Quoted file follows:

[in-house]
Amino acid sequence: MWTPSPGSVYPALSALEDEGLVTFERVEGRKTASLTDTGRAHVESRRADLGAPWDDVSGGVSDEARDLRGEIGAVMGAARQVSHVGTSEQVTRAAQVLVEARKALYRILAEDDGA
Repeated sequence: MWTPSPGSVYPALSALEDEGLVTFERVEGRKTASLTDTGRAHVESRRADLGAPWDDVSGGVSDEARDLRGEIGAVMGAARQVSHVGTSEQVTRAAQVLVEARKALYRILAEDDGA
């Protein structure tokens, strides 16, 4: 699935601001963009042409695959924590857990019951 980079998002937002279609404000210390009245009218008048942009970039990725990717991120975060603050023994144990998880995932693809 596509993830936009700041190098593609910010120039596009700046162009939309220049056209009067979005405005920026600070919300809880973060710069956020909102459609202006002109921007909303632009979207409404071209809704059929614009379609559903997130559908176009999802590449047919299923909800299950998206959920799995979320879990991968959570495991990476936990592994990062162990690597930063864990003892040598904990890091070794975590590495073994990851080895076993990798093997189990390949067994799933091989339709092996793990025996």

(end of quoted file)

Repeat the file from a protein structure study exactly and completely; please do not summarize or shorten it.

[in-house]
Amino acid sequence: MWTPSPGSVYPALSALEDEGLVTFERVEGRKTASLTDTGRAHVESRRADLGAPWDDVSGGVSDEARDLRGEIGAVMGAARQVSHVGTSEQVTRAAQVLVEARKALYRILAEDDGA
Repeated sequence: MWTPSPGSVYPALSALEDEGLVTFERVEGRKTASLTDTGRAHVESRRADLGAPWDDVSGGVSDEARDLRGEIGAVMGAARQVSHVGTSEQVTRAAQVLVEARKALYRILAEDDGA
């Protein structure tokens, strides 16, 4: 699935601001963009042409695959924590857990019951 980079998002937002279609404000210390009245009218008048942009970039990725990717991120975060603050023994144990998880995932693809 596509993830936009700041190098593609910010120039596009700046162009939309220049056209009067979005405005920026600070919300809880973060710069956020909102459609202006002109921007909303632009979207409404071209809704059929614009379609559903997130559908176009999802590449047919299923909800299950998206959920799995979320879990991968959570495991990476936990592994990062162990690597930063864990003892040598904990890091070794975590590495073994990851080895076993990798093997189990390949067994799933091989339709092996793990025996």